What's the over/under for the Democrats trying to pin this on Bush?:
* * * * * Rush hour power cut hits London LONDON, England (CNN) -- Hundreds of thousands of passengers were trapped on the London Underground and thousands of others took to the streets as a power outage struck the city during evening rush hour Thursday.
Electricity was being restored to parts of London within an hour of the outage, which was blamed on a failure in the National Grid. But the city's transport services were badly affected.
London Mayor Ken Livingstone estimated that 250,000 people were caught in the London Underground when the outage hit at about 6:15 p.m. (1:15 p.m. ET) as commuters were heading home from work.
Another quarter of a million people were affected when parts of the mainline rail system came to a halt, he said.
"There's no indication of any terrorist involvement, but it is an absolutely horrendous position because it has caught the rush hour," Livingstone said.
Thousands of people took to rain-soaked streets as dusk approached and pubs were packed with stranded commuters in scenes reminiscent of the blackout that hit North America earlier this month.
A spokesman for London Underground said 60 percent of the metro system had been affected, including most services in central London.
Network Rail spokesman Kevin Groves said overground rail services had been "badly" affected and the situation was "unprecedented" as far as he knew.
"All power to all our signal systems to the third rail, which supplies power to the trains, all our power to points and lighting have all gone since 6:30 p.m.," Groves told the UK Press Association.
He said a stretch of rail 20 to 30 miles south of London had been affected.
"We have back-up generators but they can't be used in a power failure of this magnitude. You practically need a power station."
A spokesman for British Transport Police said the power cut had affected all major railway stations in south London.
Commuters wait outside a closed Underground station. "There is no power in a lot of stations and no trains running in the whole of south London," he told PA.
"All major stations -- Victoria, London Bridge, Waterloo -- are affected and all main train lines have stopped. Some stations are in darkness and others have emergency lighting." Euston Station was evacuated because of overcrowding.
London Underground spokeswoman said staff were taking passengers off trains stuck in tunnels.
"Stations and trains are being evacuated. ... Staff will go down to the train and take (passengers) down the tunnel bit by bit and make sure they get onto the platform and leave the station safely," she told PA.
She said some stations had been closed and 250 sets of traffic lights had also been hit by the blackout.
A spokesman for electricity network operator EDF Energy said: "We have lost supplies to large parts of south London ... as a result of a National Grid failure supply in the south London area."
French-owned EDF Energy said electricity was out for about 40 minutes before it returned at about 7 p.m.
EDF spokesman Gareth Wynn said the problem originated in two high-voltage lines belonging to the National Grid that help supply the Wimbledon area of southeast London, The Associated Press reported.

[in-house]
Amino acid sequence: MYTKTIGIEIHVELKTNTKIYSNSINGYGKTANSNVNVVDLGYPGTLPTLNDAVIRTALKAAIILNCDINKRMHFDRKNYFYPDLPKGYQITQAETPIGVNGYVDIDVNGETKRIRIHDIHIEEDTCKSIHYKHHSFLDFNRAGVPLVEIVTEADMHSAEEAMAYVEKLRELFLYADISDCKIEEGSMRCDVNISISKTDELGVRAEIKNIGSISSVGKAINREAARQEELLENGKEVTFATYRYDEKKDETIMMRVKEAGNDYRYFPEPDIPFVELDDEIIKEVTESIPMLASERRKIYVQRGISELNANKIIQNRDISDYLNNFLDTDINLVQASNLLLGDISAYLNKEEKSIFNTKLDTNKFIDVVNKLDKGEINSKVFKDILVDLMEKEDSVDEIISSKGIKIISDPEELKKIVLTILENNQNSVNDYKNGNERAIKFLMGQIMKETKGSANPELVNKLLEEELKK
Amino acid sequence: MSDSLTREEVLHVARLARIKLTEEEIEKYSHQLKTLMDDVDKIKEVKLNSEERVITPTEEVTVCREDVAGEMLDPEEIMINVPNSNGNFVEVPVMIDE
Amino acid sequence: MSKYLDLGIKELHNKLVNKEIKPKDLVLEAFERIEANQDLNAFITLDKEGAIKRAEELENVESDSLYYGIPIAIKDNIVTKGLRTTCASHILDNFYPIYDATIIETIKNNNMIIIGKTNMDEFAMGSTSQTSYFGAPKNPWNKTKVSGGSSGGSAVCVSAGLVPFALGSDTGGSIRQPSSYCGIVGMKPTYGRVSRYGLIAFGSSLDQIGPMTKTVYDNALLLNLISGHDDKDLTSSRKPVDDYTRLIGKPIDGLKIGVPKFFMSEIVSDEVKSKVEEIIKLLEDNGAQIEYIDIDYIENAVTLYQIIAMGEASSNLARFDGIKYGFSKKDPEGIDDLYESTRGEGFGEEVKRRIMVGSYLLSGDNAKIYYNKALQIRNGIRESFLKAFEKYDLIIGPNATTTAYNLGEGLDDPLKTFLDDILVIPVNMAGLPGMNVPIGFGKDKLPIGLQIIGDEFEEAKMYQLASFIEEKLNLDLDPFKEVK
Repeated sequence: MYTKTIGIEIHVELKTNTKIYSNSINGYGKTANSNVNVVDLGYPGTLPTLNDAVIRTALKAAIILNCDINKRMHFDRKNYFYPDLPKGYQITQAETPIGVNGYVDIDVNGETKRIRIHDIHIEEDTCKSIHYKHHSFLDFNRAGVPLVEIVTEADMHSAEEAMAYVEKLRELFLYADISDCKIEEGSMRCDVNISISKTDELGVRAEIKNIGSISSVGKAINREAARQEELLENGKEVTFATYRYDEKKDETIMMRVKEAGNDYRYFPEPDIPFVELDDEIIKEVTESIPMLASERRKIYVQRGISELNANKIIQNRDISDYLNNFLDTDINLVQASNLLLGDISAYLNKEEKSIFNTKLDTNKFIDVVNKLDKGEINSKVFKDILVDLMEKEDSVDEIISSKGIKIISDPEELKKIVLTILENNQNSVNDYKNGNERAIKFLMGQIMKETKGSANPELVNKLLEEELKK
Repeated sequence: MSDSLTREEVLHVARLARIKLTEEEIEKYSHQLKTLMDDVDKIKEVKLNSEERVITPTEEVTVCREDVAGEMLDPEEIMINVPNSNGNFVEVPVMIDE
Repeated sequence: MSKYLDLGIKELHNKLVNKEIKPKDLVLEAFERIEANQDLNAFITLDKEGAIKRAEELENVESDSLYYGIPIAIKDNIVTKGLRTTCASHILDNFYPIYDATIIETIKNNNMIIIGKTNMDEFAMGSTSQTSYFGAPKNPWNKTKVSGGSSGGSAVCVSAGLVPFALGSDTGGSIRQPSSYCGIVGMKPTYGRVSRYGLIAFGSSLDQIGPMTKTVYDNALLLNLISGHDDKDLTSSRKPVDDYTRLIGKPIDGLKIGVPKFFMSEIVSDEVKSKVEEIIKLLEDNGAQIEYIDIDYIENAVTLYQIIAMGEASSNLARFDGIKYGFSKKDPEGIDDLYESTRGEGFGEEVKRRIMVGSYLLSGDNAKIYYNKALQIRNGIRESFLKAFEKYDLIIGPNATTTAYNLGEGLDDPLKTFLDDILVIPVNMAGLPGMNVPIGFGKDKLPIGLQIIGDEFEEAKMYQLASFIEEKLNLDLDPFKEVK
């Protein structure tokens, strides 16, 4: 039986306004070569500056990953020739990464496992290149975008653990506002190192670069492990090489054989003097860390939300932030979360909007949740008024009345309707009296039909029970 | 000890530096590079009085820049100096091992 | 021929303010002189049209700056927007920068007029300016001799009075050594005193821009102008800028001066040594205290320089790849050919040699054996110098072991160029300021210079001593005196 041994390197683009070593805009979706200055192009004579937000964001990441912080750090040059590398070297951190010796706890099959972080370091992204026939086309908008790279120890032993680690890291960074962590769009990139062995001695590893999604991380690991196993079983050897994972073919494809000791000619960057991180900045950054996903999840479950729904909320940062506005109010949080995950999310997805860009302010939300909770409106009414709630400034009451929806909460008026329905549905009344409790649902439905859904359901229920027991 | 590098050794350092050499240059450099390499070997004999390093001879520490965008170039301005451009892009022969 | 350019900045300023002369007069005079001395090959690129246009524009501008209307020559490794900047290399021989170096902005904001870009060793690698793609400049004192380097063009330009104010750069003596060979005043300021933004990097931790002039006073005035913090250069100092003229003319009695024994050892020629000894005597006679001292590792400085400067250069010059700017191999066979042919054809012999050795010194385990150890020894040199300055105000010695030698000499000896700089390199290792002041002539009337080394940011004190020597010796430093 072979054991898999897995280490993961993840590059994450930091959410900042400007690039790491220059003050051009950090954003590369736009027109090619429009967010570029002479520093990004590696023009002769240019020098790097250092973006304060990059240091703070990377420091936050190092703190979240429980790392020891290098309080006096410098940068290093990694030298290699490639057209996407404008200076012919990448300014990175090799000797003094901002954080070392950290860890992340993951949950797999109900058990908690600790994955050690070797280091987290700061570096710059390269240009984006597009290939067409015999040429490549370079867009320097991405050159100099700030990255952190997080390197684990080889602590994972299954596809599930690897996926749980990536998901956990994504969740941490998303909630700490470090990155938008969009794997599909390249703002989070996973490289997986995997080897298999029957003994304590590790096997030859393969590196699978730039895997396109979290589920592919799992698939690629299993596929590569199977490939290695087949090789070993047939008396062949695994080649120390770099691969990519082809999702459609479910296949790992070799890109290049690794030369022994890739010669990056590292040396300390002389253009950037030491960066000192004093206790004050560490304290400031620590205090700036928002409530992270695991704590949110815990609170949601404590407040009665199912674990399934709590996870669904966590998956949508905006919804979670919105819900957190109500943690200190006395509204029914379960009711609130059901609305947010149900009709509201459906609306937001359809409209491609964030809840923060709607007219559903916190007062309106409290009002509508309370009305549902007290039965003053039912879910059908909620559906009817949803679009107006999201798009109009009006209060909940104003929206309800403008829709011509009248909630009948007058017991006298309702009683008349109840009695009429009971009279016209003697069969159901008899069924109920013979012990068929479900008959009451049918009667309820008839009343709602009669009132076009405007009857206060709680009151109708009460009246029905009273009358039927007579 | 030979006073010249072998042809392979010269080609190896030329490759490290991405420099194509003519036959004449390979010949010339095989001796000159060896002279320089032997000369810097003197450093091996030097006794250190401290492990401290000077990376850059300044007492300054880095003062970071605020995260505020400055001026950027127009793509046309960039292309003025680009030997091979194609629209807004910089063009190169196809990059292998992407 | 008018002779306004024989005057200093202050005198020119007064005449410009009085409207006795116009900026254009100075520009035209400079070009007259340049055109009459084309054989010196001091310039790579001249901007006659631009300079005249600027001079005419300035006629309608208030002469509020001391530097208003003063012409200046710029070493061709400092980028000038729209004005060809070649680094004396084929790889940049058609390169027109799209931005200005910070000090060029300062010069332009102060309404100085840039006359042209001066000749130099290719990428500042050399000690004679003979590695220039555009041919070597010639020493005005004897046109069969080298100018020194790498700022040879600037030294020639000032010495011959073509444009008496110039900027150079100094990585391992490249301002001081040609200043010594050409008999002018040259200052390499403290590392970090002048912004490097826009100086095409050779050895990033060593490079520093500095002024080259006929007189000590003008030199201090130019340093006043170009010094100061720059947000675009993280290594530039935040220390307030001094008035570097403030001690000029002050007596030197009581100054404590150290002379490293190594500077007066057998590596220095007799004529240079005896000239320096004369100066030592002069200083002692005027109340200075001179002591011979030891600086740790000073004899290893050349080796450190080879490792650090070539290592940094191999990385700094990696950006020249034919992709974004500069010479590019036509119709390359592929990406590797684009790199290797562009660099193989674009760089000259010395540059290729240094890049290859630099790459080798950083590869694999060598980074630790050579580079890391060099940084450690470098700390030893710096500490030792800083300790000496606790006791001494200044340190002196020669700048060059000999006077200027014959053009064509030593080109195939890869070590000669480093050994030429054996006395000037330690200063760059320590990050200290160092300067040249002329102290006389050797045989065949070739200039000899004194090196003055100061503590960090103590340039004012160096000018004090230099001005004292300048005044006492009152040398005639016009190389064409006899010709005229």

He said it was very unlikely the problem had been caused by any kind of sabotage, and a Scotland Yard spokesman said there was "no suggestion there's anything suspicious."
British energy regulator Ofgem said the fault lay with National Grid Transco, which runs Britain's power lines.
"There was a fault on a transformer system. There was loss of power for 34 minutes, but London Electricity has re-energized the system and it's back on," Reuters quoted an Ofgen spokesman as saying.
National Grid's U.S. business Niagara Mohawk was among those hardest hit by the blackouts that struck the east coast of North America earlier this month.
National Grid said it did not immediately know the cause of the outage, which it said was a loss of 700 megawatts -- "not even vaguely on the scale of what happened in the U.S."
Thursday's outages appeared to be confined to south London and Kent, a county southeast of the city.
"Each time I've met Huffington, I wondered if she was not somehow the long-lost daughter of Madame Nicolai Ceaucescu, or a genetic cross between Martha Stewart and Count Dracula. Had this Greek-born harpy lived in medieval times, she would have been sewn up in a bag with a rooster and two snakes and thrown into the nearest river." -- Eric Margolis, Toronto Star
For many the question was: could it happen to them?
Officials in some countries dismissed the possibility of a similar power outage, saying their networks could not compare in size and complexity to the U.S. grid.
Julian Jessup, senior international economist at Standard Chartered bank in London, said: "It is a reminder of how vulnerable the U.S. economy is to problems in the energy sector, and there are a lot of problems there."
Welllllllll, Mr. Snooty Pants, how do you like them apples? Oh wait, you can't see them apples cause it's DARK! HA!
'But if one is struck by me only a little, that is far different, the stroke is a sharp thing and suddenly lays him lifeless, and that man's wife goes with cheeks torn in lamentation, and his children are fatherless, while he, staining the soil with his red blood, rots away, and there are more birds than women swarming about him.' Diomedes, The Iliad of Homer
I probably should have clarified that I was talking about big time papers. Circulation is always a guessing game with the smaller papers anyway. And, most small papers generally are a lot more flexible on advertising anyway.